Frequently Asked Questions
About KEDE and KEDEHub.
What is KEDE?
KEDE is an acronym for KnowledgE Discovery Efficiency. It is pronounced [ke.de].
KEDE quantifies the knowledge software developers didn't have prior to starting a task, since it is this lack of knowledge that significantly impacts developer happiness and the time and effort required.
Where H is the average missing information as per the relationship of Shannon:
Below is an animated example of calculating KEDE when we search for a gold coin hidden in 1 of 64 boxes. In all six cases the required knowledge is 6 bits. That means, we need tp ask six binary questions on average to find the gold coin. You can see that the knowledge to be discovered depends on the prior knowledge. KEDE quantifies the knowledge discovered i.e. the difference between required knowledge and prior knowledge.
Prior knowledge is the easiest and the fastest to discover - it is in the human head, one just applies it. In other words, when prior knowledge is applied then there is the most efficient knowledge discovery. Conversely, when a lot of knowledge is missing then the knowledge discovery is less efficient. The more prior knowledge was applied i.e. the less knowledge was missing the more efficient a Knowledge Discovery Process is.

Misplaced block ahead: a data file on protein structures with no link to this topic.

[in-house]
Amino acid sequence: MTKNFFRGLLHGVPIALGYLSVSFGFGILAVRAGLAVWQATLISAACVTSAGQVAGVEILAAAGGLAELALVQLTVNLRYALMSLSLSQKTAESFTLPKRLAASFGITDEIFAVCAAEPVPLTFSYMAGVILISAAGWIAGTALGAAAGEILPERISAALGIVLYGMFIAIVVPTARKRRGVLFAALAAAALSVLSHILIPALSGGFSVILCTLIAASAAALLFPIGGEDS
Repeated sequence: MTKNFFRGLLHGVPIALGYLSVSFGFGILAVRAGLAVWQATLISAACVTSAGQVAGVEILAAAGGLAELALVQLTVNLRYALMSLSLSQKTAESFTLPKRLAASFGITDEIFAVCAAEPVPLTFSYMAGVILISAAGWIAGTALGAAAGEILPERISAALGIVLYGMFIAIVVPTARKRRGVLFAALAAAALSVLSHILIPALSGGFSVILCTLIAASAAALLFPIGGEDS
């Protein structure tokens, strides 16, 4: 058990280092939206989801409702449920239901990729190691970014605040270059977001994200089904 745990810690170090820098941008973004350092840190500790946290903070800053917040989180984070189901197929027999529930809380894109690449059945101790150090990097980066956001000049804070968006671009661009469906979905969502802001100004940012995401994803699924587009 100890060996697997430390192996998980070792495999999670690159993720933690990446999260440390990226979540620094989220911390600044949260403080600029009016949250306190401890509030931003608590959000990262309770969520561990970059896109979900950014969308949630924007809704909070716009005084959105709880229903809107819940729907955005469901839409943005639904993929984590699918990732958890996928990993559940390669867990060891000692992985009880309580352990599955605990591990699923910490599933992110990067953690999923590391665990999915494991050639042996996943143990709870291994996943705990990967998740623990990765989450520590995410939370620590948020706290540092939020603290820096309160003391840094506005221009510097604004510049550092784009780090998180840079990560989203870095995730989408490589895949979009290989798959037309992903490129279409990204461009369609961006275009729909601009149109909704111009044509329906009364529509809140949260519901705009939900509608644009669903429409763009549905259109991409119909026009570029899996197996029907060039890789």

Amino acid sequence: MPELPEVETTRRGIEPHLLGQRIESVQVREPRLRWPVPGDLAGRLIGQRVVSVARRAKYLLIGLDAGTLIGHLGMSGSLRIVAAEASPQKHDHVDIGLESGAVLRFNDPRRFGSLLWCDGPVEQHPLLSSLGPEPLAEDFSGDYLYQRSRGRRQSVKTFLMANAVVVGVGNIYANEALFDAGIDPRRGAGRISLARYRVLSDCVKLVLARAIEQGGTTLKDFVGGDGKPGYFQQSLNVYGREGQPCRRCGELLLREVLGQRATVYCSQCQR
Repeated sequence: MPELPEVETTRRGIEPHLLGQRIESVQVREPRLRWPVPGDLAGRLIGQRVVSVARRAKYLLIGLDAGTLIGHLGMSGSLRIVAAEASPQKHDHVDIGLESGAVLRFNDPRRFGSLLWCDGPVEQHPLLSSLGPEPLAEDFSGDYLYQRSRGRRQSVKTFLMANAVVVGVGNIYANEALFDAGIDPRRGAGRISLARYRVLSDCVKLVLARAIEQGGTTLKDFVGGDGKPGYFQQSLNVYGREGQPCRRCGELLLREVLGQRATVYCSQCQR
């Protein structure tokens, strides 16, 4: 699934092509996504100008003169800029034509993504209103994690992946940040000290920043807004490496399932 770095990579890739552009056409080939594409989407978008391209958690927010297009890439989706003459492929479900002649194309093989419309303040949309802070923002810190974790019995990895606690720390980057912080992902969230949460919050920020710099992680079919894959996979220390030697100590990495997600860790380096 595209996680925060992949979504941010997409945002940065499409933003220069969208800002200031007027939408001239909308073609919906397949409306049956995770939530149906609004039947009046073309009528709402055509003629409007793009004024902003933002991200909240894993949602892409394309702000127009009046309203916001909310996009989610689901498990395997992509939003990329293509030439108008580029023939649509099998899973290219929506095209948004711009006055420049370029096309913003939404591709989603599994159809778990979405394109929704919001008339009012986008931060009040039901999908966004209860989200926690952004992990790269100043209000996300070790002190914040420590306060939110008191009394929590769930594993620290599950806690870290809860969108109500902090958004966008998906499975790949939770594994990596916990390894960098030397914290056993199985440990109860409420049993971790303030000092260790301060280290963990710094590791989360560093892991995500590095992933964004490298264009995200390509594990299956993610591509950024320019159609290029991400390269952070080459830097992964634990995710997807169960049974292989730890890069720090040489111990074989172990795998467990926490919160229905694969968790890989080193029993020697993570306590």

The math definition of KEDE is available here.
What is the maximum KEDE value?
The math underlying KEDE dictates that the minimum KEDE value is 0 and the maximum value is 100.
- Minimum value of 0 and maximum value of 100.
- KEDE approaches 0 when the missing information is infinite. That is the case of humans creating new knowledge. Examples are intellectuals such as Albert Einstein and startups developing new technologies such as Paypal.